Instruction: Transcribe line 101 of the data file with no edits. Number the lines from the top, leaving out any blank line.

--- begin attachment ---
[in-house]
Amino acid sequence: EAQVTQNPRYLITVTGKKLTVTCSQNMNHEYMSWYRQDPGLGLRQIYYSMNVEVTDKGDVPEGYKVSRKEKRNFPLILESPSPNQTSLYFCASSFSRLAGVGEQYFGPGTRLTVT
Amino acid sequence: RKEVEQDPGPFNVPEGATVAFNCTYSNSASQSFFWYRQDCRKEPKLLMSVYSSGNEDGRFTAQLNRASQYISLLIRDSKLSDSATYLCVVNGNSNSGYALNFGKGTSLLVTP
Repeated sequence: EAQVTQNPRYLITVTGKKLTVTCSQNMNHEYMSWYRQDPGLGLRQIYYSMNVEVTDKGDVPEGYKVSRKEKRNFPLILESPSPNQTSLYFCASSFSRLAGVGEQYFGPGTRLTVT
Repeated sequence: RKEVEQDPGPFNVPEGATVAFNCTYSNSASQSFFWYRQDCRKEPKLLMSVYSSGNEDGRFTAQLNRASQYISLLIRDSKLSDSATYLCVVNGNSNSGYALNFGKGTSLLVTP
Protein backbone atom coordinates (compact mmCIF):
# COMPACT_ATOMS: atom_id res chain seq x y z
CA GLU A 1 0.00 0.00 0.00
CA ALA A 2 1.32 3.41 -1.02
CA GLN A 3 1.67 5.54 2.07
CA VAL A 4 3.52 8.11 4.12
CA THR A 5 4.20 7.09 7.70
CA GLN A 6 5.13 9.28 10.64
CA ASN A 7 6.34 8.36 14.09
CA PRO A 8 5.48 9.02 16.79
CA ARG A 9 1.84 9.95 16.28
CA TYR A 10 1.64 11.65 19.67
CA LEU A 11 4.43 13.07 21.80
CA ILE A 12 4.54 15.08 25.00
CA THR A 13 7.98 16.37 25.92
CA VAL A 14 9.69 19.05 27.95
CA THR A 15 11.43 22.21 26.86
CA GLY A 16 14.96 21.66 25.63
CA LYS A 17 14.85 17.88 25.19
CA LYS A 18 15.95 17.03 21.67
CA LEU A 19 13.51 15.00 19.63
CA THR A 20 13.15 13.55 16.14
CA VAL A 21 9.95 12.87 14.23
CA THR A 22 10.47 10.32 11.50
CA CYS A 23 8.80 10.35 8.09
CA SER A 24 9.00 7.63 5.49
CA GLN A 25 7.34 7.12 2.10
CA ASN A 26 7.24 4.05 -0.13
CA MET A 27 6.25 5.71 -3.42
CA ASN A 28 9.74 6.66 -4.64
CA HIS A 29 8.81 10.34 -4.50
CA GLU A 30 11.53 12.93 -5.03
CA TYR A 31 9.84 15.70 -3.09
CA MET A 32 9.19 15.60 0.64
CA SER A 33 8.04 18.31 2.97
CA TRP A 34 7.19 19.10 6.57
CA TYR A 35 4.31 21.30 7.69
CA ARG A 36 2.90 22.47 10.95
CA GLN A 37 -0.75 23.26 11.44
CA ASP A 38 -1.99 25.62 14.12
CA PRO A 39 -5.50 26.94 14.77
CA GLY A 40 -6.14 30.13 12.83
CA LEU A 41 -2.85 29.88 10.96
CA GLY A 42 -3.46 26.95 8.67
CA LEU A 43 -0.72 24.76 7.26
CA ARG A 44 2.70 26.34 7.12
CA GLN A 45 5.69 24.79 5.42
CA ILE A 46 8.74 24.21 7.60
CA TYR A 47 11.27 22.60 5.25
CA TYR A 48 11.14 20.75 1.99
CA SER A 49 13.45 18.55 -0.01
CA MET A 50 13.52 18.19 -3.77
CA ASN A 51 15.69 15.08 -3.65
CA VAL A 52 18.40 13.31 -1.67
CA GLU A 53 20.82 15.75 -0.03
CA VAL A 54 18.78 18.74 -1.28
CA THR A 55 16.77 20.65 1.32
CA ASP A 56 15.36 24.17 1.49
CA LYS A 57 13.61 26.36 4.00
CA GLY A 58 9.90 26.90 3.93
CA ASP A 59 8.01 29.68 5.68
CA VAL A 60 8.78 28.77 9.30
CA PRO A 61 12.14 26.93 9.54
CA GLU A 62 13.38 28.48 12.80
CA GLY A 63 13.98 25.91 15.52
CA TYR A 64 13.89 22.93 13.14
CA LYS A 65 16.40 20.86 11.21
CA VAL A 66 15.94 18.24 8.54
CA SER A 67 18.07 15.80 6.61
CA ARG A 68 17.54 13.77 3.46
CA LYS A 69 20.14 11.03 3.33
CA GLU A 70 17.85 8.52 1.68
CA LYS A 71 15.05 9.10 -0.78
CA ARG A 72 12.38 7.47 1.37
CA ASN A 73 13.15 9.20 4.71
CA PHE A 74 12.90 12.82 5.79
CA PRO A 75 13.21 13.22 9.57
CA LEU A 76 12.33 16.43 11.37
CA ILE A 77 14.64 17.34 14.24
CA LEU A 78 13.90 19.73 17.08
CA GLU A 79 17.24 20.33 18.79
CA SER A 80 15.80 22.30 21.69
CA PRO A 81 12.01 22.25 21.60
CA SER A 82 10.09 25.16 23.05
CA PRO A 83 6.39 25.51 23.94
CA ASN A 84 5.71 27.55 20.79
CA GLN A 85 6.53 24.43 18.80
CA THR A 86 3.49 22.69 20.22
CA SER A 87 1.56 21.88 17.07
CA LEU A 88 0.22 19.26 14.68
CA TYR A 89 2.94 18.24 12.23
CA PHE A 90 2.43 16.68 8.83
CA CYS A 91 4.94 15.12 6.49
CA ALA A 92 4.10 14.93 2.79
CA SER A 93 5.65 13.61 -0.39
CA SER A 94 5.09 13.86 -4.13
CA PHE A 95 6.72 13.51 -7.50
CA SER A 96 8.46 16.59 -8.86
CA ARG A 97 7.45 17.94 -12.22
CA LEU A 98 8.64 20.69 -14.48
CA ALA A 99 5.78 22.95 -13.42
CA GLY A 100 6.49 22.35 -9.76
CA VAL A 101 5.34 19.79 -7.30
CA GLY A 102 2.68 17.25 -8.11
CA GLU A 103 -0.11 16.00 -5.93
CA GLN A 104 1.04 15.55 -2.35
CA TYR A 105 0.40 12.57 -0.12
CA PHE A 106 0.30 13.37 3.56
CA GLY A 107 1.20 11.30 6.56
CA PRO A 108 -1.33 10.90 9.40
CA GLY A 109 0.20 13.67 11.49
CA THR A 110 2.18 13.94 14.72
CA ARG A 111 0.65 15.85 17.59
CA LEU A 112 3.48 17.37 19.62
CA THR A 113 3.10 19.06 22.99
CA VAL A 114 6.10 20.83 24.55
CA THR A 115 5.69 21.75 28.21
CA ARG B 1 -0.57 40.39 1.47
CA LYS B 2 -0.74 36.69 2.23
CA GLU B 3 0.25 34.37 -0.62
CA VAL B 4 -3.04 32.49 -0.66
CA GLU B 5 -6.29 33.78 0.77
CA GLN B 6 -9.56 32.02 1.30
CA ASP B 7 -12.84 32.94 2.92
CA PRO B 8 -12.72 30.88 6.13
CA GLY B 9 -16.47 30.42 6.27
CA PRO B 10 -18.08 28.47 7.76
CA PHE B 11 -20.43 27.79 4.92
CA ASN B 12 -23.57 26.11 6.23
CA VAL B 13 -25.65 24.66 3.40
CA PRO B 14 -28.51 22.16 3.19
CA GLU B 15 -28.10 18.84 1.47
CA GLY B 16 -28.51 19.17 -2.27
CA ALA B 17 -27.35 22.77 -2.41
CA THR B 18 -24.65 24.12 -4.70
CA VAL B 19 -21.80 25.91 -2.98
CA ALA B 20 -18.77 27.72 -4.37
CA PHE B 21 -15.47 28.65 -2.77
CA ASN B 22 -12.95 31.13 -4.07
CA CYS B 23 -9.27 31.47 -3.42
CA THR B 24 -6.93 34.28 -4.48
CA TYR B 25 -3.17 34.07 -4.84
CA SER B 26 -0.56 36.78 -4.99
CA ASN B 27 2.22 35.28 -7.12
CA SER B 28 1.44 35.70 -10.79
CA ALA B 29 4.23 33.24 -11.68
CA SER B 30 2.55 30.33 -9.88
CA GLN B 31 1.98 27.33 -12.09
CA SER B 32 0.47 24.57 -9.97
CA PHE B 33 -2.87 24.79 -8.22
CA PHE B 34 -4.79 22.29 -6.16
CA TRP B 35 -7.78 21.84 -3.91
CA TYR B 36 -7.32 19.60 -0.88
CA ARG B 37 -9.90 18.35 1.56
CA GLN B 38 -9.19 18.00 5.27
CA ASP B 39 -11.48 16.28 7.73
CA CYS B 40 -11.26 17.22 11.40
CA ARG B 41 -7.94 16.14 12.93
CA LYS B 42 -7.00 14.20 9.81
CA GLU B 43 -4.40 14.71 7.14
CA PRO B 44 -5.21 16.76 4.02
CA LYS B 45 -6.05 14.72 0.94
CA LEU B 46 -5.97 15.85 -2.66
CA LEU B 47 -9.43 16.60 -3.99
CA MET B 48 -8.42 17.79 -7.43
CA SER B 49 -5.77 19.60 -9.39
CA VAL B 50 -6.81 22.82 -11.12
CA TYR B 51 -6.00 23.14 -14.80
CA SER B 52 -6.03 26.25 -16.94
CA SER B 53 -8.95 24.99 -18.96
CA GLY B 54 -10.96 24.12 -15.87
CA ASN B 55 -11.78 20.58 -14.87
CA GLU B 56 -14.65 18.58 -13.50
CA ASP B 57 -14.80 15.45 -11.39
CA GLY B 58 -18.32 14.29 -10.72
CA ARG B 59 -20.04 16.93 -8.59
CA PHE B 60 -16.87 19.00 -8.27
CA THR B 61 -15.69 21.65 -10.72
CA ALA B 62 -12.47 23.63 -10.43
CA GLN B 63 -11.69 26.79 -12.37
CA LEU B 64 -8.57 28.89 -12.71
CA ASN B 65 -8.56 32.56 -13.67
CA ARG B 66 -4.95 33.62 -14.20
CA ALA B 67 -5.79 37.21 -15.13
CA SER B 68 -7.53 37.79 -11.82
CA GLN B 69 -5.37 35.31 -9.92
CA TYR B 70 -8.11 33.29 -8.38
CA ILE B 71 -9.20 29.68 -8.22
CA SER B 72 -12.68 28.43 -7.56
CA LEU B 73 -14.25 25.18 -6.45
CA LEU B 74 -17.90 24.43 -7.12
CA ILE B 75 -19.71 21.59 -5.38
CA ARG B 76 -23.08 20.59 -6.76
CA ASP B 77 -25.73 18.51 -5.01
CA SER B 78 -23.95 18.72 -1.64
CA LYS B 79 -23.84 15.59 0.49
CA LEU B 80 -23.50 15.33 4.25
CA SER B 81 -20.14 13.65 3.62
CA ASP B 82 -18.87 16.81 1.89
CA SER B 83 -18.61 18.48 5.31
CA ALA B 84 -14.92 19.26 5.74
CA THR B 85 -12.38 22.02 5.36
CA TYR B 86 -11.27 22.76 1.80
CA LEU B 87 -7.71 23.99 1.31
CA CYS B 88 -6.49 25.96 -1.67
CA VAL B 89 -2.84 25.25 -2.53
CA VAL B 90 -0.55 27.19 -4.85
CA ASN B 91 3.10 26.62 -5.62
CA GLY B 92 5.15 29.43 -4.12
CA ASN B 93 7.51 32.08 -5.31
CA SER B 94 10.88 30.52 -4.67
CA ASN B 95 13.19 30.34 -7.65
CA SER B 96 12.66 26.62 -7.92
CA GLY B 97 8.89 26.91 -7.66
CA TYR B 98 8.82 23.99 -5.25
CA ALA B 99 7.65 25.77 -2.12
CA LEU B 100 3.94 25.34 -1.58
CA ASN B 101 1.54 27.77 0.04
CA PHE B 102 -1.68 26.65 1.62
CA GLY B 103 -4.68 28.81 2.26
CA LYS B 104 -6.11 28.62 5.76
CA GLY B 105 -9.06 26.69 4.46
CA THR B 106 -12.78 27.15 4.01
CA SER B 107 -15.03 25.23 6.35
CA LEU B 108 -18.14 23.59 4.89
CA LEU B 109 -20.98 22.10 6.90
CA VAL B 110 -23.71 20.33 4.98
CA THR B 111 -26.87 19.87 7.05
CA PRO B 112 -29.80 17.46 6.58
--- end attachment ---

CA SER A 94 5.09 13.86 -4.13